Within 6 months you can get coverage under your parents' plan until your 26th birthday, unless you get a job with coverage before then. The plan cannot drop you if you get sick. No annual or lifetime benefit caps can be imposed.

Starting in 2014, if your income is below $43,320, the government will help pay your premiums in the form of a subsidy from a state run health insurance exchange. The exchange will offer a menu of plans with a minimum set of standardized benefits for easy, transparent, apples-to-apples comparison shopping.

If you are offered coverage through an employer, you can still buy insurance through the exchange if the employer's plan costs too much. Your employer may also give you a voucher to buy insurance through the exchange.

An uninsured individual with a pre-existing condition

Within 3 months, you can get subsidized coverage through a new national high risk insurance program until 2014. Premiums will be based on the standard population and not on health status. No annual or lifetime benefit caps can be imposed.

UPDATE (July 2010): The national high risk insurance program is up and running! You can apply for coverage online.

Starting in 2014, if your income is below $43,320, the government will help pay your premiums in the form of a subsidy from a state run health insurance exchange. The exchange will offer a menu of plans with a minimum set of standardized benefits for easy, transparent, apples-to-apples comparison shopping.

A small organization or business

The government provides a tax credit as a serious incentive to offer healthcare for your employees. To be eligible for these credits you must contribute at least 50% of the total premium. If you have fewer than 25 employees, with average annual wages of $50,000 or less, you qualify for a 35% tax credit effective immediately.

On Jan. 1, 2014, the tax credit increases to 50%.

If you have 10 or fewer employees with average annual wages of $25,000 or less, you qualify for the full tax credit of 35% effective immediately and increasing to 50% in 2014.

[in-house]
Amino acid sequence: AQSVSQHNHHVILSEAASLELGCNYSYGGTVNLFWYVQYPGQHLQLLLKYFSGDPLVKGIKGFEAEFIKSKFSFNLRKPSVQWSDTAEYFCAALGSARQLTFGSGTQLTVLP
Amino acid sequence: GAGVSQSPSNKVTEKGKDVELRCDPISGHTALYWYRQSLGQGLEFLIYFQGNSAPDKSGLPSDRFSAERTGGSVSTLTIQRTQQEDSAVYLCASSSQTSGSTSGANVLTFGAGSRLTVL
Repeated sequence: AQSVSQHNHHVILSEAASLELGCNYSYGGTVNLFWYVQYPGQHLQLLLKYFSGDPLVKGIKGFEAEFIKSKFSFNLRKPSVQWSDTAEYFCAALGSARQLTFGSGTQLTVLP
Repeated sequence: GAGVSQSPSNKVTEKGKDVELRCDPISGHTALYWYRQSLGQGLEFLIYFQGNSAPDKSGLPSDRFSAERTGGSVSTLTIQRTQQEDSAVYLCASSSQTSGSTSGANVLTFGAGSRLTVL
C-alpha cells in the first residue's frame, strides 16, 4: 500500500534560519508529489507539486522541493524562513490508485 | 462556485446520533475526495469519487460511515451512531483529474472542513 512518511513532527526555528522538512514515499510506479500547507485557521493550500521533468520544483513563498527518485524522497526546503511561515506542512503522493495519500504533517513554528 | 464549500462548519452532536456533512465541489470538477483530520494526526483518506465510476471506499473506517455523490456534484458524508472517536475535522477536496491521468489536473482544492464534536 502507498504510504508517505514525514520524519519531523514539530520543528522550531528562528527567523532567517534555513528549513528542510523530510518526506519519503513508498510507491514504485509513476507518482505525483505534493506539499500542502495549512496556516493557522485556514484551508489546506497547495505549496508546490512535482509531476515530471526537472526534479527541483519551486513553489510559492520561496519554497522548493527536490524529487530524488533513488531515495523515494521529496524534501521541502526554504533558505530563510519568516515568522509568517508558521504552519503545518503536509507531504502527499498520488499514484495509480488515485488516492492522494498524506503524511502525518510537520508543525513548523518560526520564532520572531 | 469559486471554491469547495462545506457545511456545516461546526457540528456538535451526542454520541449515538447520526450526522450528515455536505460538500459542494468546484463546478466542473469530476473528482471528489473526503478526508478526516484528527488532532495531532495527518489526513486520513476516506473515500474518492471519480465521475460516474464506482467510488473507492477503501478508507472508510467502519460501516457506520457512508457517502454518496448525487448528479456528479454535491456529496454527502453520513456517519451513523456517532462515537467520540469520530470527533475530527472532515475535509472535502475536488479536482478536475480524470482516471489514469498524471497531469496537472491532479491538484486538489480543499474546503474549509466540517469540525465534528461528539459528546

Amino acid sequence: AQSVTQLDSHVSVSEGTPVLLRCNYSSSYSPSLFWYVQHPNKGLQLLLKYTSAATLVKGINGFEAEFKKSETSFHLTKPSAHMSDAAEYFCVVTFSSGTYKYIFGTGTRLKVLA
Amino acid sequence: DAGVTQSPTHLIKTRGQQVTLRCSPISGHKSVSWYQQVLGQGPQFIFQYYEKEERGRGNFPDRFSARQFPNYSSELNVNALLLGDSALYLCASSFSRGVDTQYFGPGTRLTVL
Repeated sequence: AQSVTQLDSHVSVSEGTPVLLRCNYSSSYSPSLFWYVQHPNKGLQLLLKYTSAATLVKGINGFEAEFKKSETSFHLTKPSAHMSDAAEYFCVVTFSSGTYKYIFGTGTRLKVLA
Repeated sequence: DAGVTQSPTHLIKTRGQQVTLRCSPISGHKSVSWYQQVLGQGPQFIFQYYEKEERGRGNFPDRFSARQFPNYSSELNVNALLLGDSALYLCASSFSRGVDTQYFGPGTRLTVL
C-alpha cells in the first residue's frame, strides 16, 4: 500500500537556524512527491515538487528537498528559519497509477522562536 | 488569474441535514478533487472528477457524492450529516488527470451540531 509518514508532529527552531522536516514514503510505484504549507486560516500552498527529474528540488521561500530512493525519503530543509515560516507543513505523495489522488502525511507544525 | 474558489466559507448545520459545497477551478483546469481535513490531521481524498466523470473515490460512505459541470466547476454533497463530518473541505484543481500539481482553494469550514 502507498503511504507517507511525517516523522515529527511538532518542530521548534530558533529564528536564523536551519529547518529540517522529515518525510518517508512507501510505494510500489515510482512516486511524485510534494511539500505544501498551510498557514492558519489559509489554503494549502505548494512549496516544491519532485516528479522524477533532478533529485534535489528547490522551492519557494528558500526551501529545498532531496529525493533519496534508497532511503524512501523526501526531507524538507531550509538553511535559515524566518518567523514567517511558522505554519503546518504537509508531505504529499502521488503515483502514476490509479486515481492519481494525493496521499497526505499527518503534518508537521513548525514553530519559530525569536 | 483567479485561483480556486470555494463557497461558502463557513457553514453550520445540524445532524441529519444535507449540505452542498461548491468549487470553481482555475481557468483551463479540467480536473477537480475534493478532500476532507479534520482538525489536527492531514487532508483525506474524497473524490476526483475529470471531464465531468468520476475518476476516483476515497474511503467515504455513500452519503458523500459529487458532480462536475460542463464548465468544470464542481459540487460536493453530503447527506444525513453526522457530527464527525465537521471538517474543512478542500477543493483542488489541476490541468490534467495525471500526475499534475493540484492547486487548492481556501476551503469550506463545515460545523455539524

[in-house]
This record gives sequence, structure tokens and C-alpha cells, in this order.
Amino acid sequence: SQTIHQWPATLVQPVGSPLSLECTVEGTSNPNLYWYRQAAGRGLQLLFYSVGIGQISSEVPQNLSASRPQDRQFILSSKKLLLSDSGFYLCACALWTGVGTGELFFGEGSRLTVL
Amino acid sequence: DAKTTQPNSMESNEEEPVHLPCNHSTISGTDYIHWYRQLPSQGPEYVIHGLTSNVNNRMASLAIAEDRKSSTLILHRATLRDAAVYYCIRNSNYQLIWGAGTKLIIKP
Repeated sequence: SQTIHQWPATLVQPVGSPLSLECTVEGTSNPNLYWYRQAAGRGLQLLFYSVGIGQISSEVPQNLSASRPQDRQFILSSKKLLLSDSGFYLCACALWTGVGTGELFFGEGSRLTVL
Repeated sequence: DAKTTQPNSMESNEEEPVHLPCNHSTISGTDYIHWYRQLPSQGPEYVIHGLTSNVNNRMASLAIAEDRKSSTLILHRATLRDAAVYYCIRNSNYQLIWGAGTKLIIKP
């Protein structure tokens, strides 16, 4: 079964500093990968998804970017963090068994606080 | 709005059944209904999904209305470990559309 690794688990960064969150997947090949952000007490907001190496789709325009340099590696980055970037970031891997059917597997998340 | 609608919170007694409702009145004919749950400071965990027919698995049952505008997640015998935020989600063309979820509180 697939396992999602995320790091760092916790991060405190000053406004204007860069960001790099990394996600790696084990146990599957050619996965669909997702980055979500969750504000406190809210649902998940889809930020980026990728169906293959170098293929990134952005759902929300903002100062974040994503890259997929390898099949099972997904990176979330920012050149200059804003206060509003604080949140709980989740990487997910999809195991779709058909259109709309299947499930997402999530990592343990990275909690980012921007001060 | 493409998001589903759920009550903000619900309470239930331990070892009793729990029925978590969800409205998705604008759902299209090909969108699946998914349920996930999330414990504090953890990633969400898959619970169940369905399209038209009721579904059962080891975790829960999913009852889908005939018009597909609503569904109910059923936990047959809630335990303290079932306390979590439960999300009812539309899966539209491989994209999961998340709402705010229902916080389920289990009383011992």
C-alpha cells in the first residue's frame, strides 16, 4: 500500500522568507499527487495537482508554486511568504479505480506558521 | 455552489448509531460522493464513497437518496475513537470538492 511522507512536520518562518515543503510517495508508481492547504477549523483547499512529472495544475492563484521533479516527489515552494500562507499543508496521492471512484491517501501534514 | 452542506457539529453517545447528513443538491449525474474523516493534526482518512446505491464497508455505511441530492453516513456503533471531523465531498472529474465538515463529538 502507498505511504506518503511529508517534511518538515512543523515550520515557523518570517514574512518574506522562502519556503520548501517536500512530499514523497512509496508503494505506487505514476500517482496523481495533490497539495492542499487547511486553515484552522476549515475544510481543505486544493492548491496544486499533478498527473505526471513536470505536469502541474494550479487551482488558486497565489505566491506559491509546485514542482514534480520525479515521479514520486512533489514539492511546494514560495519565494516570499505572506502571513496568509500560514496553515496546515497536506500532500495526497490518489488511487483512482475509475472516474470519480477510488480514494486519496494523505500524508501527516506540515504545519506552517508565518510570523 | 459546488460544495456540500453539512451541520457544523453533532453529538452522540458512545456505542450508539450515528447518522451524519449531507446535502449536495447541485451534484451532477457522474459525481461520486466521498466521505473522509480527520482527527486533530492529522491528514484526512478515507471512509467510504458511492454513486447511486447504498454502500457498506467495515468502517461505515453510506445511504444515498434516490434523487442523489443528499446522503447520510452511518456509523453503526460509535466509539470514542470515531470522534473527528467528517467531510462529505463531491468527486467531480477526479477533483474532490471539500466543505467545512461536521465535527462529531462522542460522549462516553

If you are a nonprofit organization, a tax credit of 25% is effective immediately, increasing to 35% in 2014.

If you employ fewer than 50 employees, you will not be required to provide health insurance. You are exempt from the mandate to contribute or pay a fine.

An uninsured healthy individual

You can qualify for affordable quality health insurance now! What are you waiting for?

Starting in 2014, if your income is below $43,320, the government will help pay your premiums in the form of a subsidy from a state run health insurance exchange. The exchange will offer a menu of plans with a minimum set of standardized benefits for easy, transparent, apples-to-apples comparison shopping.

Insured through Medicare

Starting in 2010, you will receive a rebate of $250 for prescription drugs if you've hit the coverage gap known as the donut hole. No annual or lifetime caps can be imposed.

Starting in 2011, you will pay nothing for recommended, preventive medical care. The government will begin phasing in discounts for generic and brand name prescriptions purchased in the gap (the donut hole).

We've also highlighted some of the more interesting aspects that will apply to everyone. This list is not exhaustive:

Later in 2014...